Up on 'Vision Quest' in the David Thompson range.
I have to say, Inov has a very extensive stable of minimalist running shoes designed for natural activities.  I find their product line personally pretty compelling (in that I sort of want to buy one of each).  If you like hiking and other non-road running activities, go take a look at what they offer on their website.  I hope that my local shop brings in some more models, and hopefully I can try a smaller size come summer-time.

16 November 2010

Photovoltaics: Multiple Electrons from one Photon

 A month ago a report appeared in Science magazine on a new prototype solar cell that could produce more than one electron, a packet of electrical energy, from one photon, a packet of light energy.  This trick isn't new, I discussed a bunch of such concepts years ago in a post on quantum photovoltaics. What's new is that Samber et al. report in "Multiple Exciton Collection in a Sensitized Photovoltaic System," have achieved high efficiency in this process.

The typical goal for these sort of 'quantum' solar projects is to better match the wavelengths of light the photovoltaic system can absorb to that of the spectrum of light that is produced by the sun (and filtered by the atmosphere). The theoretical limit for Silicon alone in a photovoltaic system is 33.7 %, which is known as the Shockley-Quiesser limit. Of course, most commercial PV systems are only around 12 % efficient or less, so there is still considerable room for growth.  An example of such a spectrum-matched system is Spectrolab's space photovoltaics, which are actually stacks of multiple photovoltaic systems all operating at different wavelengths, and achieve roughly 30 % efficiency in a commercial product. 

 Figure 1: The air-mass 1.5 standard spectra (indigo line), which is an estimate for the spectra that arrives at the Earth's surface after passing through the atmosphere.  The red line is the band-gap for Silicon; for longer wavelengths (red-er) Si cannot absorb the photon.  For shorter (blue-er) wavelengths the extra energy is lost.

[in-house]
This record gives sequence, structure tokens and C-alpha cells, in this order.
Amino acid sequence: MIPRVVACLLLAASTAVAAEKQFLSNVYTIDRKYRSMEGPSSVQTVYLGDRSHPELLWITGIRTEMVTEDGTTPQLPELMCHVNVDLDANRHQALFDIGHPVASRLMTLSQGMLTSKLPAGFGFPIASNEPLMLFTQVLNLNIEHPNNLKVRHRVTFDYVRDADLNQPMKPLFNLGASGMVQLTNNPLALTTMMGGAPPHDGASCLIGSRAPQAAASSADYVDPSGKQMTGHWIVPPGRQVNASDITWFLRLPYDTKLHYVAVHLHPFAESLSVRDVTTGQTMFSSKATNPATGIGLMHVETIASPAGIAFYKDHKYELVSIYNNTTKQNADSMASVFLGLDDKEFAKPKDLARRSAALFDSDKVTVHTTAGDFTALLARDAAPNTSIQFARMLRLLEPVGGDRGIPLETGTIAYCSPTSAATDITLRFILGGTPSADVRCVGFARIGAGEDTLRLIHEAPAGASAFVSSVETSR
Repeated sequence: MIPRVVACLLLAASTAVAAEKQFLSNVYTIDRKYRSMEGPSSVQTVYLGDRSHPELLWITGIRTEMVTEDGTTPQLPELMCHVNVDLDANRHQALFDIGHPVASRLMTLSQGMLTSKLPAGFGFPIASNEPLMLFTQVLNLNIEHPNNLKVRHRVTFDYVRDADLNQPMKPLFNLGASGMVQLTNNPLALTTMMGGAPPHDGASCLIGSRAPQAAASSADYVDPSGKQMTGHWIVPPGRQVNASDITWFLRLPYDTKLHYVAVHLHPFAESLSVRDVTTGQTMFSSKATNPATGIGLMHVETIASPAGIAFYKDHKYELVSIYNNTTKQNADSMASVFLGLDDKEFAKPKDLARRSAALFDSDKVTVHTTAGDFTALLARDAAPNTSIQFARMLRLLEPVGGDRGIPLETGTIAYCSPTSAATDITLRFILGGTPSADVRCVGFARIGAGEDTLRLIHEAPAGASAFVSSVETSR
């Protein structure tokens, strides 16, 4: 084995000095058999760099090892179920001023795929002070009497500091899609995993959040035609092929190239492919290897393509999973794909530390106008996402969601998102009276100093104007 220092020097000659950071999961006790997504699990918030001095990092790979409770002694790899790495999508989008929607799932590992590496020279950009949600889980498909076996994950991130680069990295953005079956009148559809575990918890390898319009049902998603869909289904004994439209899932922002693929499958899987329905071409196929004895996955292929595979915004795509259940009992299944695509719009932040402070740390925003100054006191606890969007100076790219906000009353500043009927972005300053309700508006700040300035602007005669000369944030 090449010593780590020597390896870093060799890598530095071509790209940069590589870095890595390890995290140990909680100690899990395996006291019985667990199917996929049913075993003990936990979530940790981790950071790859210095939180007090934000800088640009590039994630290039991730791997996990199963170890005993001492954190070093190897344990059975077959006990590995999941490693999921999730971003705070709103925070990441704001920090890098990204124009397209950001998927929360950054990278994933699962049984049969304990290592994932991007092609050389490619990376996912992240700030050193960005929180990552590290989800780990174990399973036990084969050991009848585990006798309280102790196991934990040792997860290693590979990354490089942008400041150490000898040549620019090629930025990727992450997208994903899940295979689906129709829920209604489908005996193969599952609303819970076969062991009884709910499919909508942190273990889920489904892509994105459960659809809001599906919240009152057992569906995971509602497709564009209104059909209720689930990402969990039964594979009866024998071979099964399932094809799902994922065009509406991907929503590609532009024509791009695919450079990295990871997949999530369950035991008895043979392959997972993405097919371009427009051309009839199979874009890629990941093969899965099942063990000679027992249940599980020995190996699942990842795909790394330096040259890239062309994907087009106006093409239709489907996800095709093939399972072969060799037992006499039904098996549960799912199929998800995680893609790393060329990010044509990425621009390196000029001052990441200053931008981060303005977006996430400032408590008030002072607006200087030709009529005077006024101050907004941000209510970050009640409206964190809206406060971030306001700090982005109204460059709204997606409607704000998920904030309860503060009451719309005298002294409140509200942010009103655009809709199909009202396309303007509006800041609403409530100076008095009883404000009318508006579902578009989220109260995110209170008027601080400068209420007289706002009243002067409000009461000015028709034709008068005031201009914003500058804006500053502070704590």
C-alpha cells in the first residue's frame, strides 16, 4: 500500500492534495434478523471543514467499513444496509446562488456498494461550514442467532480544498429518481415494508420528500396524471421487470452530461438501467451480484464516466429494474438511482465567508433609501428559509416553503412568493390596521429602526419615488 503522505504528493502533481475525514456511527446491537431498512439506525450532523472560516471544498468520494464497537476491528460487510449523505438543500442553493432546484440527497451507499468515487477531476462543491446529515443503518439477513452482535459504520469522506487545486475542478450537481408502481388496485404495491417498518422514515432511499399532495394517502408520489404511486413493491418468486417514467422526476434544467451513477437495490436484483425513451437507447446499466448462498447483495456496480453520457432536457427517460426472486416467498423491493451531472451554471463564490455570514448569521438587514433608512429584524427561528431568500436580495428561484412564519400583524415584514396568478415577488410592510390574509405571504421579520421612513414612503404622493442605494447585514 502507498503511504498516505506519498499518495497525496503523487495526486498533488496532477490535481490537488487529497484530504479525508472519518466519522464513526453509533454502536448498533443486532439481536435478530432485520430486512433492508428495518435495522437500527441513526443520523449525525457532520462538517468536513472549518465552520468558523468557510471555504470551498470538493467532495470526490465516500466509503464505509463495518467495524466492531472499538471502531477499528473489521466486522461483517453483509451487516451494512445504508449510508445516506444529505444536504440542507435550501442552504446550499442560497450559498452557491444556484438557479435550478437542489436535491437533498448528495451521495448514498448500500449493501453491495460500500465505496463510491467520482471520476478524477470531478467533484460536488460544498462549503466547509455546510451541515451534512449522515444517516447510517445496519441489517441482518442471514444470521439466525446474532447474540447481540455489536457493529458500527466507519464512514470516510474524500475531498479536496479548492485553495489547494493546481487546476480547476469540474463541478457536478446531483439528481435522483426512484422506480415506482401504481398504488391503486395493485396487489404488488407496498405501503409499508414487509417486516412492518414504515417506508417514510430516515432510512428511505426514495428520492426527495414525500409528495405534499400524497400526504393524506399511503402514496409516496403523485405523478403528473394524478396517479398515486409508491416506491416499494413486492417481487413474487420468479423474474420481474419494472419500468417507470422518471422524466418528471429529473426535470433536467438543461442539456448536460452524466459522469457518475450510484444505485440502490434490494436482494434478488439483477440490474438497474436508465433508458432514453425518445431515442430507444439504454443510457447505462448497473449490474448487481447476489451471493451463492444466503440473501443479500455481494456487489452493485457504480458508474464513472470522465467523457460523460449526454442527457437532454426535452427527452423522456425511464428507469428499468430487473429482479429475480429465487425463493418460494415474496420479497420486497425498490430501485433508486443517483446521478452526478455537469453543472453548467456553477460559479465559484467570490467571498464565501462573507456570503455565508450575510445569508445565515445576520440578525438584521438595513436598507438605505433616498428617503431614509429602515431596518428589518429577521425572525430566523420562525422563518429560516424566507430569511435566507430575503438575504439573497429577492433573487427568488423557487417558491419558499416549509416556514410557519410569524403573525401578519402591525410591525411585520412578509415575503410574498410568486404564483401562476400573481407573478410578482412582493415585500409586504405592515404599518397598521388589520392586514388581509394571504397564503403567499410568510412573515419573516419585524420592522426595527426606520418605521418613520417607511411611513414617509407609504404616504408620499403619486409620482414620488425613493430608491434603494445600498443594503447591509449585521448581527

If you could get one electron out from a infrared photon and two from a blue photon, then the energy gained is fairly significant.  This result has been reported on before, but in this paper, for the first time, the overall system produced more electrons out than photons in, as observed to just isolated nanoparticles.  In photovoltaic parlance, the number of electrons produced per photon is known as the quantum yield, but this doesn't describe how many electrons actually escape and result in electrical current.  That quantity has the wordy name, absorbed photon-to-current efficiency.

Figure 2:  Absorbed photon-to-current efficiency (APCE) as a function of wavelength for the described cells.  The x-axis  is in electron volts, to convert to wavelength, divide 1240 nm by the photon energy [Fig 4. from Sambur et al., 2010].

Overall,this would be a really interesting paper except for one obvious drawback: the active layer of quantum dots is really really thin.  There's only a single layer of quantum dots and given an average diameter of 10 nm, that's not very think for visibile light.  Compare that to a standard Silicon cell being hundreds of microns, or a thin-film cell at 10 μm which is still a thousand times thicker. In fact it's so thin that they absorb only 1-2 % of the incoming light. 

Since the problem with quantum dot strategies is always getting the electrons out, and not absorbing the light, I'm not sure that this work will have a great impact when scaled up.  At the very least, however, it does show that it's possible to build a quantum dot solar cell that works as advertised, producing more than one electron per photon, and doing that quite well.